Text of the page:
Objection 2: Further, God's commandment is no less binding than the commandment of the Church. Now the commandment of the Church is so binding that a marriage is void if contracted in despite thereof; as instanced in the case of those who marry within the degrees of kindred forbidden by the Church. Therefore, since it is a Divine commandment to keep a vow, it would seem that if a person marry in despite of a vow his marriage should be annulled for that reason.
Objection 3: Further, in marriage a man may have carnal intercourse without sin. Yet he who has taken a simple vow of chastity can never have carnal intercourse with his wife without sin. Therefore a simple vow annuls marriage. The minor is proved as follows. It is clear that it is a mortal sin to marry after taking a simple vow of continence, since according to Jerome [*Cf. St. Augustine, De Bono Viduit, ix] "for those who vow virginity it is damnable not only to marry, but even to wish to marry." Now the marriage contract is not contrary to the vow of continence, except by reason of carnal intercourse: and therefore he sins mortally the first time he has intercourse with his wife, and for the same reason every other time, because a sin committed in the first instance cannot be an excuse for a subsequent sin.
Objection 4: Further, husband and wife should be equal in marriage, especially as regards carnal intercourse. But he who has taken a simple vow of continence can never ask for the debt without a sin, for this is clearly against his vow of continence, since he is bound to continence by vow. Therefore neither can he pay the debt without sin.
On the contrary, Pope Clement [*Alexander III] says (cap. Consuluit, De his qui cler. vel vovent.) that a "simple vow is an impediment to the contract of marriage, but does not annul it after it is contracted."
I answer that, A thing ceases to be in one man's power from the fact that it passes into the power of another. Now the promise of a thing does not transfer it into the power of the person to whom it is promised, wherefore a thing does not cease to be in a person's power for the reason that he has promised it. Since then a simple vow contains merely a simple promise of one's body to the effect of keeping continence for God's sake, a man still retains power over his own body after a simple vow, and consequently can surrender it to another, namely his wife; and in this surrender consists the sacrament of matrimony, which is indissoluble. Therefore although a simple vow is an impediment to the contracting of a marriage, since it is a sin to marry after taking a simple vow of continence, yet since the contract is valid, the marriage cannot be annulled on that account.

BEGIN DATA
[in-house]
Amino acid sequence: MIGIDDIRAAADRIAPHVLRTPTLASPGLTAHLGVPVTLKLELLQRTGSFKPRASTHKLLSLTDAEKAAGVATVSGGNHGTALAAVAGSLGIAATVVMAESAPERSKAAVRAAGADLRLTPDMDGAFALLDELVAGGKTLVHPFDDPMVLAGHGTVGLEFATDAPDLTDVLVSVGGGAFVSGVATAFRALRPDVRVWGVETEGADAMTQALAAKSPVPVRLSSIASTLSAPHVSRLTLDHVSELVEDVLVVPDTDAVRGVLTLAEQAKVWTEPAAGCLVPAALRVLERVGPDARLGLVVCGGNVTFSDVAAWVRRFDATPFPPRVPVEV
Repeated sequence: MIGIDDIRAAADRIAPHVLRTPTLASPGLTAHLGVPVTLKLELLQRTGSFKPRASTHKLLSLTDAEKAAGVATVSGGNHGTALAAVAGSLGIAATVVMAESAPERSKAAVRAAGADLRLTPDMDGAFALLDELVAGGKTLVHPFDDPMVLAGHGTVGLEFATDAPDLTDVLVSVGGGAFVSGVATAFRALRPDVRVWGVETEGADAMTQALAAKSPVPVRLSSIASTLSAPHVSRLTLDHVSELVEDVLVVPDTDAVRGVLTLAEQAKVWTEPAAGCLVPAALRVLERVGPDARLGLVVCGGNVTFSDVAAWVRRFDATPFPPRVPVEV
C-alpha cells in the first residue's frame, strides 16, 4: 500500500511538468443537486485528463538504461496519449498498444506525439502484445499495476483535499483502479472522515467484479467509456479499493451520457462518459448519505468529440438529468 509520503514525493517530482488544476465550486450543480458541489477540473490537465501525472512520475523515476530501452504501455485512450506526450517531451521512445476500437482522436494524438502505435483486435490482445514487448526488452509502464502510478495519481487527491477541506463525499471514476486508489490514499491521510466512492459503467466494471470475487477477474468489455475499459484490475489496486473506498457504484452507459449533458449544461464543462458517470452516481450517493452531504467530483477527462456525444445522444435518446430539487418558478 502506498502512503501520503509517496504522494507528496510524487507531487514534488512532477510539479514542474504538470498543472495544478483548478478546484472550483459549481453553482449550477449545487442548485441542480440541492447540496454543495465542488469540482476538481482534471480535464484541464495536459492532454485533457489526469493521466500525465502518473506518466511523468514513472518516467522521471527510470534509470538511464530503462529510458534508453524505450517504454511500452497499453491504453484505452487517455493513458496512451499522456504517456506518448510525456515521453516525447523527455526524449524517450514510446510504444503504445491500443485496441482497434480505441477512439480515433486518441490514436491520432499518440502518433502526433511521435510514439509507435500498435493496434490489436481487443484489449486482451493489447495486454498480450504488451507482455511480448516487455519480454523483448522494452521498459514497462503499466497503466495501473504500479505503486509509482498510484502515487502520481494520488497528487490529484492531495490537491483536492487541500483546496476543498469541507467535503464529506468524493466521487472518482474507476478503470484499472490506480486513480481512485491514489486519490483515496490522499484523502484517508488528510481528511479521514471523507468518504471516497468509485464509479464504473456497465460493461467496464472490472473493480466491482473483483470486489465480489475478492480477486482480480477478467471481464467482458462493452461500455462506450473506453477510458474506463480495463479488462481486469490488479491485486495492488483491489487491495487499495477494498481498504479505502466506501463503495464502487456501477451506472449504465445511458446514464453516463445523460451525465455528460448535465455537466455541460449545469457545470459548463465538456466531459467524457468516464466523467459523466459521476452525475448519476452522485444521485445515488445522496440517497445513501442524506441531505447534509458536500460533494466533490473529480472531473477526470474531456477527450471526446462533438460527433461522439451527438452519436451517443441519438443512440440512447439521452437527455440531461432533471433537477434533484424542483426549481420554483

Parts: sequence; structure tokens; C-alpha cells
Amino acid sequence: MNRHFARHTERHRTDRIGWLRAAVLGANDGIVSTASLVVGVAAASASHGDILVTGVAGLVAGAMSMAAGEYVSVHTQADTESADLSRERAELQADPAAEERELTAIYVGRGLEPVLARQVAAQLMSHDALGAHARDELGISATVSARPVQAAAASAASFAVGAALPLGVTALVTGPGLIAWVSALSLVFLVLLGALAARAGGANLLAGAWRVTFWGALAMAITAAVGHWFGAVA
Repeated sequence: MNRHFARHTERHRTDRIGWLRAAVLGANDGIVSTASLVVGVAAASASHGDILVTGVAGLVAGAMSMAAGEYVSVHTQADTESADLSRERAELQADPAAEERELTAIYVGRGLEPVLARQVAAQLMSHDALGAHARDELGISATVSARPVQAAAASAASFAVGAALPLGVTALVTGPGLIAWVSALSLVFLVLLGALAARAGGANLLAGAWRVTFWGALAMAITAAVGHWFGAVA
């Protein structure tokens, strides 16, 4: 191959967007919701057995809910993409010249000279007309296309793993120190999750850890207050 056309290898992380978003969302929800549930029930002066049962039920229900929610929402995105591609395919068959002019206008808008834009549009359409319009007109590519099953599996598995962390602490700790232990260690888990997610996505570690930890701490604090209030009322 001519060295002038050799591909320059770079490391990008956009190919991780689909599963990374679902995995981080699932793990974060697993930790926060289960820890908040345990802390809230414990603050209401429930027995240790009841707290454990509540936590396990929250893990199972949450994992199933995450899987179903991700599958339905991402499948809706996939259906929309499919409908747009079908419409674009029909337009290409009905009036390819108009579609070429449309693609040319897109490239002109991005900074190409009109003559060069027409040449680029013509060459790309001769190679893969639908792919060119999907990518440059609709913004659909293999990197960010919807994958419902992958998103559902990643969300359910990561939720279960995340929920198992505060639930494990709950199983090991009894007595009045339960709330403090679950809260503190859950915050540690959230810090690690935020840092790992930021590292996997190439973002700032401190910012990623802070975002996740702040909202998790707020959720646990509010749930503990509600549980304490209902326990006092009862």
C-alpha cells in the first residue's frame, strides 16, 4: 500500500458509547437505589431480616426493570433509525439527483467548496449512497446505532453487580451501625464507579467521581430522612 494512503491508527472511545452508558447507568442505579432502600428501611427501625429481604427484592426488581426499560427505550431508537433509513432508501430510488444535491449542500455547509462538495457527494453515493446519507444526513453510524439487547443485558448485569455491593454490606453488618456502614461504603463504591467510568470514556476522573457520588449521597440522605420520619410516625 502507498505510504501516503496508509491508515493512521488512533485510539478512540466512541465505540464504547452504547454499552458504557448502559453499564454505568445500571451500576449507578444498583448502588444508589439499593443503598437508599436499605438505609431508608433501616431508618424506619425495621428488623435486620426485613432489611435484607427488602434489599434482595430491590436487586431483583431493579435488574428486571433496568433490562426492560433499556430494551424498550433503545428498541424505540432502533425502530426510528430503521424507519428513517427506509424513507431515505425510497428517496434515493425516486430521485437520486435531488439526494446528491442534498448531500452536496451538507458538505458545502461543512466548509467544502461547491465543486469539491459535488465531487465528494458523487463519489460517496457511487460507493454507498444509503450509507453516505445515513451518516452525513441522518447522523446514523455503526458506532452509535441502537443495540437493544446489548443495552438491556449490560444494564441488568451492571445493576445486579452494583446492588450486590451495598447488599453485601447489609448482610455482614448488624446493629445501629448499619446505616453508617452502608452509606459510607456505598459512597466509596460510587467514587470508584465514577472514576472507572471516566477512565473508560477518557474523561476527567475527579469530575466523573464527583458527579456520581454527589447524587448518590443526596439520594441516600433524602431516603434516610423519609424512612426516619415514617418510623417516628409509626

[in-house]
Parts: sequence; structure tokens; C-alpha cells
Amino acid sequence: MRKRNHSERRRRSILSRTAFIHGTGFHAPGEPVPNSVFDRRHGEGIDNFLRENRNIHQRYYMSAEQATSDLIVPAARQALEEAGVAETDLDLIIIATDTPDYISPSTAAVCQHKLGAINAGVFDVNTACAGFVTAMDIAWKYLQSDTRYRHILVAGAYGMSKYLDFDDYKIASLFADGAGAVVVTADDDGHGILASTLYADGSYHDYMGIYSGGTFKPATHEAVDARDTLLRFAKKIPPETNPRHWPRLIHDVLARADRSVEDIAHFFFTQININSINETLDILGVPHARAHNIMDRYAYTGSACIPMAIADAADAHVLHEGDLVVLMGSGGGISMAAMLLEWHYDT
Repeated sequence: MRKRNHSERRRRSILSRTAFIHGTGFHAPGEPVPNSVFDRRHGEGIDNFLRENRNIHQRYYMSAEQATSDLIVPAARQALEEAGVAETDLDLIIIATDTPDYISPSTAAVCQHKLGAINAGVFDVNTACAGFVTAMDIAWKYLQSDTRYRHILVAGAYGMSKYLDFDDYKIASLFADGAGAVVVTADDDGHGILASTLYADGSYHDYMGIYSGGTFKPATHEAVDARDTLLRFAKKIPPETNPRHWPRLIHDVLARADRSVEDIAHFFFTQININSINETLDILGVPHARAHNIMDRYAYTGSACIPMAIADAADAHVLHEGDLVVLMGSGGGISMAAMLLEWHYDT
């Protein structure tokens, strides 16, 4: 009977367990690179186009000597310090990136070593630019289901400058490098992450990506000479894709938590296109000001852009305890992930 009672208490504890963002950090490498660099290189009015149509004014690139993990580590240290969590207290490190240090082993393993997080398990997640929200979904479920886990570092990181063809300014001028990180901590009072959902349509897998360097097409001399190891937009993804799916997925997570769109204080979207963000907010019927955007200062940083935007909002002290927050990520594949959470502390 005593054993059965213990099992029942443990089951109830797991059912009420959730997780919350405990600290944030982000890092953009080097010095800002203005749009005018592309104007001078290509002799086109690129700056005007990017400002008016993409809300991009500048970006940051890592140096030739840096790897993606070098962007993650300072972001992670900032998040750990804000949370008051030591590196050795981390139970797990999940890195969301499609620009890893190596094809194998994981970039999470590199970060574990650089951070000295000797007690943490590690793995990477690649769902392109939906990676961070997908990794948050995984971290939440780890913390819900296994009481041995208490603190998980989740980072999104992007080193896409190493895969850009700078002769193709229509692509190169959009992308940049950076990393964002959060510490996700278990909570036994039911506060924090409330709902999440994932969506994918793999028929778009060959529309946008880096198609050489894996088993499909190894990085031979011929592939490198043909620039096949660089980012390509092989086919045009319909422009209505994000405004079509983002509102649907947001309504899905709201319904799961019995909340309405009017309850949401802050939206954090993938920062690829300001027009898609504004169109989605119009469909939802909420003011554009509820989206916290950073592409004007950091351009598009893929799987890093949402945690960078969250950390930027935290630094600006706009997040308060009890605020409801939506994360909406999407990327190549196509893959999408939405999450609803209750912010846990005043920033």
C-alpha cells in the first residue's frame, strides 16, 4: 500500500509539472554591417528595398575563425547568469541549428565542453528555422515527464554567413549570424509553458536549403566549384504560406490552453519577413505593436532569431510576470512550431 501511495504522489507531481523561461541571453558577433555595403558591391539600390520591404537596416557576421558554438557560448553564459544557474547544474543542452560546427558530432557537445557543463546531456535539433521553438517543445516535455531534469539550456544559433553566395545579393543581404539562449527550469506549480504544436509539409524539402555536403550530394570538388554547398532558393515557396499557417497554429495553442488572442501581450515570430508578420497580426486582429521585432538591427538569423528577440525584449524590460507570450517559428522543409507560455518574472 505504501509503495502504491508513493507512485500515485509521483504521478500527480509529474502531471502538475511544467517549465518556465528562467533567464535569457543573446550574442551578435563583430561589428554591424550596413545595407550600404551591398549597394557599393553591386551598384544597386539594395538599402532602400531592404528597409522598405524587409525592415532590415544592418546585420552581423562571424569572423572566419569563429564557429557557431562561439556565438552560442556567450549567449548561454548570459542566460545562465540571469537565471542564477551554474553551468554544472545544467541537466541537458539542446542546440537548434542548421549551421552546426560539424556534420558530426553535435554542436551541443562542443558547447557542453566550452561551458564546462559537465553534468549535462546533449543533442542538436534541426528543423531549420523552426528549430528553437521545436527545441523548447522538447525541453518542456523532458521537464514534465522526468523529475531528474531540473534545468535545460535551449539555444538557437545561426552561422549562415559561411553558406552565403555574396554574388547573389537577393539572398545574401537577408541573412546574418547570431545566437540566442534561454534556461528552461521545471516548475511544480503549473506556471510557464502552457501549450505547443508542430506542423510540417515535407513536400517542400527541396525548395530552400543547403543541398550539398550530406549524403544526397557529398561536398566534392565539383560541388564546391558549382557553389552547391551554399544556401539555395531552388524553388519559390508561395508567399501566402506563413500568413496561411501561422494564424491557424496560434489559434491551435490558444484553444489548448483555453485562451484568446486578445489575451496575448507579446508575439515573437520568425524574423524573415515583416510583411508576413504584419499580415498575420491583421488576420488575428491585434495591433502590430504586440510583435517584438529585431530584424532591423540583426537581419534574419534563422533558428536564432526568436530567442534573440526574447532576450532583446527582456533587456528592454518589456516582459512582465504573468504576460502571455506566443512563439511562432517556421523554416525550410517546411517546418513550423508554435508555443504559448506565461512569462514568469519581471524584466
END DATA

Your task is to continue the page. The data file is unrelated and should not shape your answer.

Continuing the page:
Reply to Objection 1: A vow is a stronger tie than matrimony, as regards that to which man is tied, and the obligation under which he lies. because by marriage a man is tied to his wife, with the obligation of paying the debt, whereas by a vow a man is tied to God, with the obligation of remaining continent. But as to the manner in which he is tied marriage is a stronger tie than a simple vow, since by marriage a man surrenders himself actually to the power of his wife, but not by a simple vow as explained above: and the possessor is always in the stronger position. In this respect a simple vow binds in the same way as a betrothal; wherefore a betrothal must be annulled on account of a simple vow.
Reply to Objection 2: The contracting of a marriage between blood relations is annulled by the commandment forbidding such marriages, not precisely because it is a commandment of God or of the Church, but because it makes it impossible for the body of a kinswoman to be transferred into the power of her kinsman: whereas the commandment forbidding marriage after a simple vow has not this effect, as already stated. Hence the argument is void for it assigns as a cause that which is not cause.
Reply to Objection 3: If after taking a simple vow a man contract marriage by words of the present, he cannot know his wife without mortal sin, because until the marriage is consummated he is still in a position to fulfill the vow of continence. But after the marriage has been consummated, thenceforth through his fault it is unlawful for him not to pay the debt when his wife asks: wherefore this is not covered by his obligation to his vow, as explained above (ad 1). Nevertheless he should atone for not keeping continence, by his tears of repentance.
Reply to Objection 4: After contracting marriage he is still bound to keep his vow of continence in those matters wherein he is not rendered unable to do so. Hence if his wife die he is bound to continence altogether. And since the marriage tie does not bind him to ask for the debt, he cannot ask for it without sin, although he can pay the debt without sin on being asked, when once he has incurred this obligation through the carnal intercourse that has already occurred. And this holds whether the wife ask expressly or interpretively, as when she is ashamed and her husband feels that she desires him to pay the debt, for then he may pay it without sin. This is especially the case if he fears to endanger her chastity: nor does it matter that they are equal in the marriage act, since everyone may renounce what is his own. Some say, however, that he may both ask and pay lest the marriage become too burdensome to the wife who has always to ask; but if this be looked into aright, it is the same as asking interpretively.